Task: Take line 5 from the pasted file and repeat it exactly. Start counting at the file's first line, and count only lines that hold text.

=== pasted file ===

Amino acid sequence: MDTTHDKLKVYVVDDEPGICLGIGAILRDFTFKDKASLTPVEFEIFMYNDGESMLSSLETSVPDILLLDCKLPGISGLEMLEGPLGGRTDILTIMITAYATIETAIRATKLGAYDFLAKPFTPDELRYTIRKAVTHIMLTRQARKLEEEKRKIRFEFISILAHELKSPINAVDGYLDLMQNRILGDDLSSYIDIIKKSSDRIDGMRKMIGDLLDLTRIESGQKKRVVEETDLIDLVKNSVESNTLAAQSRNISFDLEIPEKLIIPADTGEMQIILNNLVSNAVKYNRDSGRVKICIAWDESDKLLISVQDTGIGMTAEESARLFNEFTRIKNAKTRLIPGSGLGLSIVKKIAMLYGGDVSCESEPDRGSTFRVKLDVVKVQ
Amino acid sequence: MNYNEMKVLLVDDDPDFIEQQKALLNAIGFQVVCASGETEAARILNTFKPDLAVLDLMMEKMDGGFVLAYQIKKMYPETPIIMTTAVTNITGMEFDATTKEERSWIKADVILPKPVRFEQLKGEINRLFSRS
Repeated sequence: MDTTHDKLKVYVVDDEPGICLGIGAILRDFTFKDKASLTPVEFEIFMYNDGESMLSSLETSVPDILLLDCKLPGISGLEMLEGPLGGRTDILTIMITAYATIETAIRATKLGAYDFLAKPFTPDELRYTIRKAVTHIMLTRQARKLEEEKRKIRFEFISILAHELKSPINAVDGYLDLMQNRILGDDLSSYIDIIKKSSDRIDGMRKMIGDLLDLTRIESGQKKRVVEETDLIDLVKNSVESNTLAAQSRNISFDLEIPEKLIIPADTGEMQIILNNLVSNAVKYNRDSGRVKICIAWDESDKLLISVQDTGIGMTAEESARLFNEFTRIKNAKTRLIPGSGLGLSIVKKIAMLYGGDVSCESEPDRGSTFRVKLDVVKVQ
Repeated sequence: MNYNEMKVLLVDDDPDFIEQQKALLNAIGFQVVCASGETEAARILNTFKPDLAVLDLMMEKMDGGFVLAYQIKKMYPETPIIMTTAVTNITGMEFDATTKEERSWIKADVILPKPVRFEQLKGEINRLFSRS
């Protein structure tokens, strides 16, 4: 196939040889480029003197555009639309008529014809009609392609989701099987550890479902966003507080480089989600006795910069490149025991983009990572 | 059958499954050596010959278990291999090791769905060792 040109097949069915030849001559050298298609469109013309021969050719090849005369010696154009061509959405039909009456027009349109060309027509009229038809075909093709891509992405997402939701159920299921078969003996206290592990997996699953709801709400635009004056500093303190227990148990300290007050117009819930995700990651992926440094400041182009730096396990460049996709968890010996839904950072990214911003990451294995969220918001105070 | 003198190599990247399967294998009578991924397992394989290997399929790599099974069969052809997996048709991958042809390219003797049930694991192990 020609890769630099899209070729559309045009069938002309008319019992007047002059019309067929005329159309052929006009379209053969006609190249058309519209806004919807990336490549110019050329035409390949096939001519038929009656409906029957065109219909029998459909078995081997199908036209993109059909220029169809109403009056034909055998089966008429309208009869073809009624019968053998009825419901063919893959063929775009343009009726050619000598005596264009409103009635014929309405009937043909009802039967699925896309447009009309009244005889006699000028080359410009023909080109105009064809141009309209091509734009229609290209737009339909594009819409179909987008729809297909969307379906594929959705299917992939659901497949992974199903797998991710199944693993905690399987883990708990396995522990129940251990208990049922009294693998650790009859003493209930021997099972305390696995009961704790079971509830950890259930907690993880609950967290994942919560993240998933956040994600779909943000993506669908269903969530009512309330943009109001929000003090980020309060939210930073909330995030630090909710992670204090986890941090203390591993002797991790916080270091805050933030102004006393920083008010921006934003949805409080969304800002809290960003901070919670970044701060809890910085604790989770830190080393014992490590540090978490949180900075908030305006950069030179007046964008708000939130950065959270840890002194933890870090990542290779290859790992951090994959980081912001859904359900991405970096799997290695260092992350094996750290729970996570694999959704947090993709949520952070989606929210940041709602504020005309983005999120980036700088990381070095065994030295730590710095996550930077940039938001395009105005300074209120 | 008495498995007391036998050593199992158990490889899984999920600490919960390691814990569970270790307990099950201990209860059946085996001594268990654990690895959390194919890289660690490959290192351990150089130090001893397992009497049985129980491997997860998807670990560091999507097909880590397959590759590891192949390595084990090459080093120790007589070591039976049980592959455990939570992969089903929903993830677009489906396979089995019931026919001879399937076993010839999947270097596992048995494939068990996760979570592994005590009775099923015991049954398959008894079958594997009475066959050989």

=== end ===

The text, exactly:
């Protein structure tokens, strides 16, 4: 196939040889480029003197555009639309008529014809009609392609989701099987550890479902966003507080480089989600006795910069490149025991983009990572 | 059958499954050596010959278990291999090791769905060792 040109097949069915030849001559050298298609469109013309021969050719090849005369010696154009061509959405039909009456027009349109060309027509009229038809075909093709891509992405997402939701159920299921078969003996206290592990997996699953709801709400635009004056500093303190227990148990300290007050117009819930995700990651992926440094400041182009730096396990460049996709968890010996839904950072990214911003990451294995969220918001105070 | 003198190599990247399967294998009578991924397992394989290997399929790599099974069969052809997996048709991958042809390219003797049930694991192990 020609890769630099899209070729559309045009069938002309008319019992007047002059019309067929005329159309052929006009379209053969006609190249058309519209806004919807990336490549110019050329035409390949096939001519038929009656409906029957065109219909029998459909078995081997199908036209993109059909220029169809109403009056034909055998089966008429309208009869073809009624019968053998009825419901063919893959063929775009343009009726050619000598005596264009409103009635014929309405009937043909009802039967699925896309447009009309009244005889006699000028080359410009023909080109105009064809141009309209091509734009229609290209737009339909594009819409179909987008729809297909969307379906594929959705299917992939659901497949992974199903797998991710199944693993905690399987883990708990396995522990129940251990208990049922009294693998650790009859003493209930021997099972305390696995009961704790079971509830950890259930907690993880609950967290994942919560993240998933956040994600779909943000993506669908269903969530009512309330943009109001929000003090980020309060939210930073909330995030630090909710992670204090986890941090203390591993002797991790916080270091805050933030102004006393920083008010921006934003949805409080969304800002809290960003901070919670970044701060809890910085604790989770830190080393014992490590540090978490949180900075908030305006950069030179007046964008708000939130950065959270840890002194933890870090990542290779290859790992951090994959980081912001859904359900991405970096799997290695260092992350094996750290729970996570694999959704947090993709949520952070989606929210940041709602504020005309983005999120980036700088990381070095065994030295730590710095996550930077940039938001395009105005300074209120 | 008495498995007391036998050593199992158990490889899984999920600490919960390691814990569970270790307990099950201990209860059946085996001594268990654990690895959390194919890289660690490959290192351990150089130090001893397992009497049985129980491997997860998807670990560091999507097909880590397959590759590891192949390595084990090459080093120790007589070591039976049980592959455990939570992969089903929903993830677009489906396979089995019931026919001879399937076993010839999947270097596992048995494939068990996760979570592994005590009775099923015991049954398959008894079958594997009475066959050989």